My wife, a graphic designer/publications gal (not her actual title), was worried by Adobe’s recent announcement that their entire creative suite will now be cloud-based. After reading the actual Adobe press release/happy marketdroidspeak, it looks like things are a bit less dire than she feared. Designers will still be able to download and install the “Creative Suite CC.” locally, rather than depending on always having reliable net access just to use the basic tools of their trade. Adobe, of course, couches all of this in happy cloud-talk… you’ll seamlessly collaborate, shooting files off to people hither and yon, and you’ll get to show off your work (key for the many designer freelancers out there). You’ll be free! You’ll be happy!
These features seem nice and all, but not something that really sounds like it has to be tied to Adobe’s Cloud. Using Dropbox, social media, and other third-party services probably can come close, or even surpass what Adobe has cooked up. So, it’s nicely integrated, yes… but not something that is world-shattering.
What’s not mentioned in the hype is how this may dramatically shift access and ownership of a designer’s own set of tools.
You know, after the robots do rise up and kill us all, then what? I mean, treading on our bleached skulls will get old after a while… I like to think they’ll eventually turn to each other and try to strike up conversations. What I didn’t imagine is that they’d sound like some third rate Beckett existentialist knockoff…
One of the software trends I’ve hated the most of the past decade or so is nagging. From the standpoint of the user, popping up a message to suggest or demand the user do something is the last resort. In my mind, it’s a flagrant violation of the law of least astonishment… basically, don’t do things that surprise the user. Popping stuff on screen is at odds with that… it distracts the user from what he or she is doing… which is, basically, the entire point of having a computer. Getting whatever the user wants to do done.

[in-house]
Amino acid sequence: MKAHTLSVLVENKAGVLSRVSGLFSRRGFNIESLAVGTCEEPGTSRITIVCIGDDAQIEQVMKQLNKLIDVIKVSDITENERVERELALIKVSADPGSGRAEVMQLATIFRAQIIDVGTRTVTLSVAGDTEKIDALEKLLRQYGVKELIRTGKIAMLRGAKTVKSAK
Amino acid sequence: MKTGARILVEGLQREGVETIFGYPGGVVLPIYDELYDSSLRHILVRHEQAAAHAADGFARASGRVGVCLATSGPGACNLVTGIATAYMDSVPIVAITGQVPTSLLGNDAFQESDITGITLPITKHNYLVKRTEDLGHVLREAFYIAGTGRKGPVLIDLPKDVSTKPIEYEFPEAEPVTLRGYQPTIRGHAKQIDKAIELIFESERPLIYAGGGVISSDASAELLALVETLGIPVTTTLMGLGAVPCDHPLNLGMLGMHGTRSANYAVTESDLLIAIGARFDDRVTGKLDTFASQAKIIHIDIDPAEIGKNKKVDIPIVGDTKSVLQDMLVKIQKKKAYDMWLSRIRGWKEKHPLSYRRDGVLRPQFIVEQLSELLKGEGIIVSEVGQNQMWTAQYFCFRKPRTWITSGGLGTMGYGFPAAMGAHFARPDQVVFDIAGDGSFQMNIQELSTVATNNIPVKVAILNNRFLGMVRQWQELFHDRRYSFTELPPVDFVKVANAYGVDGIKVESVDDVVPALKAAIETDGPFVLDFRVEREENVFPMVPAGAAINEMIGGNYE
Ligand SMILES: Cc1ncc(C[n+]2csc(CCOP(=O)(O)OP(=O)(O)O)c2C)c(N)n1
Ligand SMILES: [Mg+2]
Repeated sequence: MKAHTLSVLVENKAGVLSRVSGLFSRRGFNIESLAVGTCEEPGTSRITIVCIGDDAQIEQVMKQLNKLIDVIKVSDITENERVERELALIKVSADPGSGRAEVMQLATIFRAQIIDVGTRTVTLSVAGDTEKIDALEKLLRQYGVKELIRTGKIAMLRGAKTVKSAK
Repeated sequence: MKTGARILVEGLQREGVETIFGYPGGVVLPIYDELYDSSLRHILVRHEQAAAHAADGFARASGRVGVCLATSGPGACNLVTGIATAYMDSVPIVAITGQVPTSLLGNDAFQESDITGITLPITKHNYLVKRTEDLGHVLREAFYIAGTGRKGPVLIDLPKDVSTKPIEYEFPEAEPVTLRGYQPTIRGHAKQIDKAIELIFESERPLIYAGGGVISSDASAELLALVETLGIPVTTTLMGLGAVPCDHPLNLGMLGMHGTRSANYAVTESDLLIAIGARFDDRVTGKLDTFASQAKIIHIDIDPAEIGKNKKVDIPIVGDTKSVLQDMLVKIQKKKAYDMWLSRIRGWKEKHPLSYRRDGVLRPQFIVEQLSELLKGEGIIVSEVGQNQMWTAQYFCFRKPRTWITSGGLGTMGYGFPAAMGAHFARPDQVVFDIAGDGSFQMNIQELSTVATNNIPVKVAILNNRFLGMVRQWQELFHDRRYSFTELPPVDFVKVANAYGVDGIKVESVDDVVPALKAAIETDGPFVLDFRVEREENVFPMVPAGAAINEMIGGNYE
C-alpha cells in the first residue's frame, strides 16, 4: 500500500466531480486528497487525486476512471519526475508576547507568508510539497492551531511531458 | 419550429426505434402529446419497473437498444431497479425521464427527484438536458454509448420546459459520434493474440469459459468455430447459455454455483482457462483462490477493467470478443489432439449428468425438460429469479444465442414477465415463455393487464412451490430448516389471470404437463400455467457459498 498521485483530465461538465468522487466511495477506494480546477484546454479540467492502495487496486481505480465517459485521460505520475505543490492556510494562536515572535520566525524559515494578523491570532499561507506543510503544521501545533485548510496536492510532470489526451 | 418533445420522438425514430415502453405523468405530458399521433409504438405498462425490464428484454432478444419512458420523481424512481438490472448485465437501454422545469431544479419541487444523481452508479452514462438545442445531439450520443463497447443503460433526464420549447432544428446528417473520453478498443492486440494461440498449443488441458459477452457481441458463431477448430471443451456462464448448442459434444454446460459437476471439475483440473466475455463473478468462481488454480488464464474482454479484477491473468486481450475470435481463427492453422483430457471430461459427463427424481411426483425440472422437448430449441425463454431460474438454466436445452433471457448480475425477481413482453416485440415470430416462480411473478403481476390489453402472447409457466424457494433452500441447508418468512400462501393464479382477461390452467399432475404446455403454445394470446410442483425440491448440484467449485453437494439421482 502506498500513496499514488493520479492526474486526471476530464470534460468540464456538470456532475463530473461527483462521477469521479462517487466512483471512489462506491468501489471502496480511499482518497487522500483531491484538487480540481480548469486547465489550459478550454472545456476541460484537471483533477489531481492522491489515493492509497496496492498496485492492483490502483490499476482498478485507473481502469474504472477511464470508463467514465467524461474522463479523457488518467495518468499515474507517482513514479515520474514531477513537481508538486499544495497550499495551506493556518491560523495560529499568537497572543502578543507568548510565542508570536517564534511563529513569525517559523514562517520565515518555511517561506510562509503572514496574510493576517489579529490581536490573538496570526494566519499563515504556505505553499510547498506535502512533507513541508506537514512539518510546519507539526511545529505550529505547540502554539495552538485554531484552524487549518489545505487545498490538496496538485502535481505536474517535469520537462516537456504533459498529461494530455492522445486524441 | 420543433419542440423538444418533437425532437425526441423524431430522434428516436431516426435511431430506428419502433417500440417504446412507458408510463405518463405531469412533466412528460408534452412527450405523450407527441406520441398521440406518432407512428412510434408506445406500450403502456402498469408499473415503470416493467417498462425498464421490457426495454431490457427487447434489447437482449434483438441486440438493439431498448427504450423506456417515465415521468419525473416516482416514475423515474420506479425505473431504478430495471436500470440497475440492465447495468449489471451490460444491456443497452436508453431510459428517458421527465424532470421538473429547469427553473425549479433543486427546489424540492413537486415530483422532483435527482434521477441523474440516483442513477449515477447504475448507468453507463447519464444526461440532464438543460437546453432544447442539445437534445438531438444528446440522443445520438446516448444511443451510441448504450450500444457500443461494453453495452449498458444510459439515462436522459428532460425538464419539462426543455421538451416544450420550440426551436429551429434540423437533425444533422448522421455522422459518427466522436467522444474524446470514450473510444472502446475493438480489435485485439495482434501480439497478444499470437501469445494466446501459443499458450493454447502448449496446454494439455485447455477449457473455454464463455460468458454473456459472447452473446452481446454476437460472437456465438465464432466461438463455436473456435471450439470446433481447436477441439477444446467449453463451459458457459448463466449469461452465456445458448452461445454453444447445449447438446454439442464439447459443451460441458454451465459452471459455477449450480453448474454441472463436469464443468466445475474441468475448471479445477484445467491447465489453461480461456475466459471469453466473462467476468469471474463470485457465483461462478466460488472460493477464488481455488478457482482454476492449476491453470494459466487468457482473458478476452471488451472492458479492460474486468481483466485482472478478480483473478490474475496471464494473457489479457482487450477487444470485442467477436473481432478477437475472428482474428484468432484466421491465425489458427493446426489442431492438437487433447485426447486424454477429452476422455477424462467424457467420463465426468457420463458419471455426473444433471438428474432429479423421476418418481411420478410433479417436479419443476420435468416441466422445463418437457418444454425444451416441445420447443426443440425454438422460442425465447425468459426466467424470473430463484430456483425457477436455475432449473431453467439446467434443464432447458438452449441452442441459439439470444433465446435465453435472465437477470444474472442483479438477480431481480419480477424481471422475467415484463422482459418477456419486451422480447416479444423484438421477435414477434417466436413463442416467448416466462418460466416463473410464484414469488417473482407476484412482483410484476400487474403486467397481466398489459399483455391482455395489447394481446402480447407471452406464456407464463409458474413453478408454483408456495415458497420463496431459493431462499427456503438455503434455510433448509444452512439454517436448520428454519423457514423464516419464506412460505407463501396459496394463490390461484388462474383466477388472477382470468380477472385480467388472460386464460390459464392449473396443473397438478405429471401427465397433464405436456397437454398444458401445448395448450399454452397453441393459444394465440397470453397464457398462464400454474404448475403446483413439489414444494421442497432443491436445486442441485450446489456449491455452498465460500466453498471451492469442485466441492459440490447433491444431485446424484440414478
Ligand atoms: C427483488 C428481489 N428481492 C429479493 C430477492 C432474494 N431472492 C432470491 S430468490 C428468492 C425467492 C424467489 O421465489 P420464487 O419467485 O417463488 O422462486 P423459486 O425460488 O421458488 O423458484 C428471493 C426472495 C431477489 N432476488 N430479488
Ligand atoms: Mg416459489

I usually associate nagging with commercial software. I remember the first time I started Window XP: wihin a minute of first logging in, I got popups reminding me to register Windows… along with taking a tour of windows, and eliminating unused icons from my desktop (WTF… will you give me a second to go see what is actually on the friggin desktop before suggesting I blow it away?). Recently, I had to go in and decrapify my father-in-law’s Dell that had come installed with tons of foistware that was nagging him about buying it, installing updates, and the like.
I usually expect open source software to not make these sorts of stupid decisions. However, today I ran into the worst case of nagging I have seen in quite a while thanks to Firefox. I left Ubuntu udate a bunch of software this morning, including Firefox.. and here’s what showed up at the top of the browser window:
How stupid is it to have an informational message with a close button on it, which closes the message for the grand total of a few seconds? If it’s so important to constantly nag me to restart the browser, then don’t put the button there!
Also notice that the message pushes the entire page down… so if it decides to pop up just as I click a link, the stupid message will push a different link under my pointer. That’s what I call freakin’ astonishing!
This story over at Wired starts out sounding like one of John’s worst nightmares: a robotic parking garage shuts down, trapping users cars within it. However, what underlies the story is something that we all really need to worry about with the the more restrictive and complex software licensing issues we’re facing in the future.
And… surpise! A program that sucked at pretending to be a human being won… but as is the nature of these schemes, it was the program that sucked the least that took home the prize money. According to the Slashdot story, the bronze medal and $2000 boobie prize was awarded to ALICE, which has won three times in the past.